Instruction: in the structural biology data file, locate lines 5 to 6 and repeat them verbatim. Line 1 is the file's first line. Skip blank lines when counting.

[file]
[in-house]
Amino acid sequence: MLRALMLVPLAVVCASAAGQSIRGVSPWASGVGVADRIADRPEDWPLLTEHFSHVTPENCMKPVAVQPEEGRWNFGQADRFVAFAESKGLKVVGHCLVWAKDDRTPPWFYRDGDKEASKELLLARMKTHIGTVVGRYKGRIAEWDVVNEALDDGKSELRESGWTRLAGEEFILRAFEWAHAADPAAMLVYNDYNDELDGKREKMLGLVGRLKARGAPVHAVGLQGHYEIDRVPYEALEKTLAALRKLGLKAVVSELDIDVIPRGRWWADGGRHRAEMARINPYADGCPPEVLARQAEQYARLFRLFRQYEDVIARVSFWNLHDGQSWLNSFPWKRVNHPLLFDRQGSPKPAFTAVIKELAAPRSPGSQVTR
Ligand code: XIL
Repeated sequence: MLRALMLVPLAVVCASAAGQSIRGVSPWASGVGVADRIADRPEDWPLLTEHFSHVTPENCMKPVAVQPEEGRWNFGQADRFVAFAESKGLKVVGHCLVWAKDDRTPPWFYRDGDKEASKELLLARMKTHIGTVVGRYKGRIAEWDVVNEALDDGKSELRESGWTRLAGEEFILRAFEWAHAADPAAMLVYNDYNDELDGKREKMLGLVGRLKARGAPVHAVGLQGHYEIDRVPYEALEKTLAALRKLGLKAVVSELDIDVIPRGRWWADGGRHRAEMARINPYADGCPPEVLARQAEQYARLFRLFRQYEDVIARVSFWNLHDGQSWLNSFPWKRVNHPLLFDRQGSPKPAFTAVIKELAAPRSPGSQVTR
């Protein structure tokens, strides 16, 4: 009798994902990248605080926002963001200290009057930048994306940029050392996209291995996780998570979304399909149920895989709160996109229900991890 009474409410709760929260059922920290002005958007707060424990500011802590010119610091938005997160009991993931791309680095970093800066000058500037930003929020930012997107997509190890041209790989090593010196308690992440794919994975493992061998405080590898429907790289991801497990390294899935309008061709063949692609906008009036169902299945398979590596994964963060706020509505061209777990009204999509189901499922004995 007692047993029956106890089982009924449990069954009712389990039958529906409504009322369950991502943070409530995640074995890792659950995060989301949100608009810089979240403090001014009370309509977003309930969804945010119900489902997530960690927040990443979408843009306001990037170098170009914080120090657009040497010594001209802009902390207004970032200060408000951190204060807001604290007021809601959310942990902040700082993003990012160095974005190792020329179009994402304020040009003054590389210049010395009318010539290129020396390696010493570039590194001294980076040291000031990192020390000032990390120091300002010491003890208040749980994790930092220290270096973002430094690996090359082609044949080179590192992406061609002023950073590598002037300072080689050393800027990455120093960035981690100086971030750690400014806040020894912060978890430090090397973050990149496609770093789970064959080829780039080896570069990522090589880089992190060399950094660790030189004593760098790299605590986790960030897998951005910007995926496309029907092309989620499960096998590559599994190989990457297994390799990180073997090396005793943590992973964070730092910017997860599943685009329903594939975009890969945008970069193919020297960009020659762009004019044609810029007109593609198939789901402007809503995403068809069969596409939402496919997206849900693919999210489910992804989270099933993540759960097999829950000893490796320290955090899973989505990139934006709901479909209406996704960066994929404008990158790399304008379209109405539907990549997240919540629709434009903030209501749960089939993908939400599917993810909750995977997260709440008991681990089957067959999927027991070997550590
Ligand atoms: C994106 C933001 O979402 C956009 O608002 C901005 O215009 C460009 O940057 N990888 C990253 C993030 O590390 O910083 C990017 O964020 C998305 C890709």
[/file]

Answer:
């Protein structure tokens, strides 16, 4: 009798994902990248605080926002963001200290009057930048994306940029050392996209291995996780998570979304399909149920895989709160996109229900991890 009474409410709760929260059922920290002005958007707060424990500011802590010119610091938005997160009991993931791309680095970093800066000058500037930003929020930012997107997509190890041209790989090593010196308690992440794919994975493992061998405080590898429907790289991801497990390294899935309008061709063949692609906008009036169902299945398979590596994964963060706020509505061209777990009204999509189901499922004995 007692047993029956106890089982009924449990069954009712389990039958529906409504009322369950991502943070409530995640074995890792659950995060989301949100608009810089979240403090001014009370309509977003309930969804945010119900489902997530960690927040990443979408843009306001990037170098170009914080120090657009040497010594001209802009902390207004970032200060408000951190204060807001604290007021809601959310942990902040700082993003990012160095974005190792020329179009994402304020040009003054590389210049010395009318010539290129020396390696010493570039590194001294980076040291000031990192020390000032990390120091300002010491003890208040749980994790930092220290270096973002430094690996090359082609044949080179590192992406061609002023950073590598002037300072080689050393800027990455120093960035981690100086971030750690400014806040020894912060978890430090090397973050990149496609770093789970064959080829780039080896570069990522090589880089992190060399950094660790030189004593760098790299605590986790960030897998951005910007995926496309029907092309989620499960096998590559599994190989990457297994390799990180073997090396005793943590992973964070730092910017997860599943685009329903594939975009890969945008970069193919020297960009020659762009004019044609810029007109593609198939789901402007809503995403068809069969596409939402496919997206849900693919999210489910992804989270099933993540759960097999829950000893490796320290955090899973989505990139934006709901479909209406996704960066994929404008990158790399304008379209109405539907990549997240919540629709434009903030209501749960089939993908939400599917993810909750995977997260709440008991681990089957067959999927027991070997550590
Ligand atoms: C994106 C933001 O979402 C956009 O608002 C901005 O215009 C460009 O940057 N990888 C990253 C993030 O590390 O910083 C990017 O964020 C998305 C890709």